What is Big Think?  

We are Big Idea Hunters…

We live in a time of information abundance, which far too many of us see as information overload. With the sum total of human knowledge, past and present, at our fingertips, we’re faced with a crisis of attention: which ideas should we engage with, and why? Big Think is an evolving roadmap to the best thinking on the planet — the ideas that can help you think flexibly and act decisively in a multivariate world.

A word about Big Ideas and Themes — The architecture of Big Think

Big ideas are lenses for envisioning the future. Every article and video on bigthink.com and on our learning platforms is based on an emerging “big idea” that is significant, widely relevant, and actionable. We’re sifting the noise for the questions and insights that have the power to change all of our lives, for decades to come. For example, reverse-engineering is a big idea in that the concept is increasingly useful across multiple disciplines, from education to nanotechnology.

Themes are the seven broad umbrellas under which we organize the hundreds of big ideas that populate Big Think. They include New World Order, Earth and Beyond, 21st Century Living, Going Mental, Extreme Biology, Power and Influence, and Inventing the Future.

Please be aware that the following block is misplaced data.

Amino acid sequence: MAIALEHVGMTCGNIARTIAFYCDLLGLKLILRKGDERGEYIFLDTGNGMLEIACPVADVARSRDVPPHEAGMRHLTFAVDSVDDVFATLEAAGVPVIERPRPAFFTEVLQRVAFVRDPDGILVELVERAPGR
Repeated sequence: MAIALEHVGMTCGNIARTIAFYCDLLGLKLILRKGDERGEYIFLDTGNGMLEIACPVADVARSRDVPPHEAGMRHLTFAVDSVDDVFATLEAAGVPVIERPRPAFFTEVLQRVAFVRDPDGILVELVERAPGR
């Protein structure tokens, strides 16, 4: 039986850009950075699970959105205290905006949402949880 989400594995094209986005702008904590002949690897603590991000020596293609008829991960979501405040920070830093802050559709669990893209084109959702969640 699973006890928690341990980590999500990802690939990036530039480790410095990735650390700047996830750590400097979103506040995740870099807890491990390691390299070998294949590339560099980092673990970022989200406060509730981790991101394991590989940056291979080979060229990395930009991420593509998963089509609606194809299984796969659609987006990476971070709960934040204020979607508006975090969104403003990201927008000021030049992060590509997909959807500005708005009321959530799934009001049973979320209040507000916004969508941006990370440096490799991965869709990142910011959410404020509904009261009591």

Big Think Features:

12,000+ Expert Videos

1

Browse videos featuring experts across a wide range of disciplines, from personal health to business leadership to neuroscience.

Watch videos

World Renowned Bloggers

2

Big Think’s contributors offer expert analysis of the big ideas behind the news.

Go to blogs

Big Think Edge

3

Big Think’s Edge learning platform for career mentorship and professional development provides engaging and actionable courses delivered by the people who are shaping our future.

Find out more
Close
With rendition switcher

Transcript

Topic: Foreign Policy Lessons

Derek Chollet: The Cold War had been about containment, containment of the Soviet Union. George Kennan, who was a diplomat and scholar who came up with the phrase “containment” was many ways identified, he was a god among the foreign policy elites. This was the person who had come up with the word and the concept that had basically defined American foreign policy for over four decades and when the Soviet Union collapsed there was a tremendous desire among those in government and out of the government to be the next George Kennan, to come up with that phrase, that bumper sticker that would define not just the world as it was changing, but America’s role in it. Now what’s interesting is Kennan himself during the Cold War was unhappy with the way containment had been used and in his view, abused, and used as a rationale for doing all sorts of things that he didn’t think was in America’s interest. But nevertheless, at the end of the Cold War everyone, from Francis Fukuyama to Samuel Huntington with “The Clash of Civilizations” to George H.W. Bush with the New World Order to Bill Clinton with various versions of bumper stickers, tried to come up with that encapsulating phrase and win what sort of people derided at the time as the Kennan Sweepstakes.

 

 

Recorded on: 070/8/2008

 

 

 

 

 

 

Foreign Policy Lessons

Newsletter: Share: